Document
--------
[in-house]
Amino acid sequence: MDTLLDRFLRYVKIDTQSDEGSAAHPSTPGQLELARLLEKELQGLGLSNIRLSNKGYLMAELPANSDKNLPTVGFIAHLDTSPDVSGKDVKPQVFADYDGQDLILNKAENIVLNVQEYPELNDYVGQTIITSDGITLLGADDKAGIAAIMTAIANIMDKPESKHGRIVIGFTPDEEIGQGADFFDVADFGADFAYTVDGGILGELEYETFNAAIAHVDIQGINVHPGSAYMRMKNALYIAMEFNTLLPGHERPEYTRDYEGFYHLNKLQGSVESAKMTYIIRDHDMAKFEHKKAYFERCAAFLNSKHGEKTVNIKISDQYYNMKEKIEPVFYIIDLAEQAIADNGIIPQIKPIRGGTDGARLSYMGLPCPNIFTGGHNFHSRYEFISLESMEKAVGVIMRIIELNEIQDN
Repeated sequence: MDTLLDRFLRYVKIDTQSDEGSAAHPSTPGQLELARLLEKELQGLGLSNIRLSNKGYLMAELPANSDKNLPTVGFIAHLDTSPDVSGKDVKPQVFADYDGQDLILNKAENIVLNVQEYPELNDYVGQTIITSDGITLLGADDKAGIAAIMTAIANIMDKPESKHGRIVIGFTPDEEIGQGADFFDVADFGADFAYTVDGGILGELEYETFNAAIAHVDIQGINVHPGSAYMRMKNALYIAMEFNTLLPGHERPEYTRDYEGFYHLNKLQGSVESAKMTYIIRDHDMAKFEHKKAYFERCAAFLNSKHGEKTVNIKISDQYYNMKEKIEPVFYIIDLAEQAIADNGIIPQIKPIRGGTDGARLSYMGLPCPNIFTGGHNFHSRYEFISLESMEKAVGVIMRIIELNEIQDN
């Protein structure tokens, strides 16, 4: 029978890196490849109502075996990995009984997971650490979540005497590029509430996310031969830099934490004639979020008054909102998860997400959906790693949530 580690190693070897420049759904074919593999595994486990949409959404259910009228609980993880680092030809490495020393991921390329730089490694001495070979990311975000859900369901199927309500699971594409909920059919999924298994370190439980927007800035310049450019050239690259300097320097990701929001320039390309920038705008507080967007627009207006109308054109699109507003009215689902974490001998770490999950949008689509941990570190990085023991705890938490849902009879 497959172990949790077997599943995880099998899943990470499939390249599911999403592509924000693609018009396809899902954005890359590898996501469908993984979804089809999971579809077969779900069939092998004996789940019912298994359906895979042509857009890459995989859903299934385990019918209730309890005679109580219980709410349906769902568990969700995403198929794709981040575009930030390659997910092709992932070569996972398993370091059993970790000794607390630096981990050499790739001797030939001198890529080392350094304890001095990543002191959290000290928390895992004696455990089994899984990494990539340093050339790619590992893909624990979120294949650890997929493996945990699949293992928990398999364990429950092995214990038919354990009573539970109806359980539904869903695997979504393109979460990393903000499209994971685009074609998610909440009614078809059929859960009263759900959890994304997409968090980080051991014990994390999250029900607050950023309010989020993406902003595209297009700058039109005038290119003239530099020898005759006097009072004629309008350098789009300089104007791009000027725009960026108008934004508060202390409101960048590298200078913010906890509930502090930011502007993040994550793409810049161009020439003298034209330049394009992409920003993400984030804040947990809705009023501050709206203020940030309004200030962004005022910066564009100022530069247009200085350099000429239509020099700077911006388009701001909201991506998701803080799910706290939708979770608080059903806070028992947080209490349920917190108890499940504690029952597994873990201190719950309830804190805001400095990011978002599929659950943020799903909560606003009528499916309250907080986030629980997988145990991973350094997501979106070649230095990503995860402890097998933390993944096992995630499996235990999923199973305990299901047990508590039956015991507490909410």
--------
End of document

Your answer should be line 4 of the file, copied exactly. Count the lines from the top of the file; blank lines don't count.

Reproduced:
């Protein structure tokens, strides 16, 4: 029978890196490849109502075996990995009984997971650490979540005497590029509430996310031969830099934490004639979020008054909102998860997400959906790693949530 580690190693070897420049759904074919593999595994486990949409959404259910009228609980993880680092030809490495020393991921390329730089490694001495070979990311975000859900369901199927309500699971594409909920059919999924298994370190439980927007800035310049450019050239690259300097320097990701929001320039390309920038705008507080967007627009207006109308054109699109507003009215689902974490001998770490999950949008689509941990570190990085023991705890938490849902009879 497959172990949790077997599943995880099998899943990470499939390249599911999403592509924000693609018009396809899902954005890359590898996501469908993984979804089809999971579809077969779900069939092998004996789940019912298994359906895979042509857009890459995989859903299934385990019918209730309890005679109580219980709410349906769902568990969700995403198929794709981040575009930030390659997910092709992932070569996972398993370091059993970790000794607390630096981990050499790739001797030939001198890529080392350094304890001095990543002191959290000290928390895992004696455990089994899984990494990539340093050339790619590992893909624990979120294949650890997929493996945990699949293992928990398999364990429950092995214990038919354990009573539970109806359980539904869903695997979504393109979460990393903000499209994971685009074609998610909440009614078809059929859960009263759900959890994304997409968090980080051991014990994390999250029900607050950023309010989020993406902003595209297009700058039109005038290119003239530099020898005759006097009072004629309008350098789009300089104007791009000027725009960026108008934004508060202390409101960048590298200078913010906890509930502090930011502007993040994550793409810049161009020439003298034209330049394009992409920003993400984030804040947990809705009023501050709206203020940030309004200030962004005022910066564009100022530069247009200085350099000429239509020099700077911006388009701001909201991506998701803080799910706290939708979770608080059903806070028992947080209490349920917190108890499940504690029952597994873990201190719950309830804190805001400095990011978002599929659950943020799903909560606003009528499916309250907080986030629980997988145990991973350094997501979106070649230095990503995860402890097998933390993944096992995630499996235990999923199973305990299901047990508590039956015991507490909410």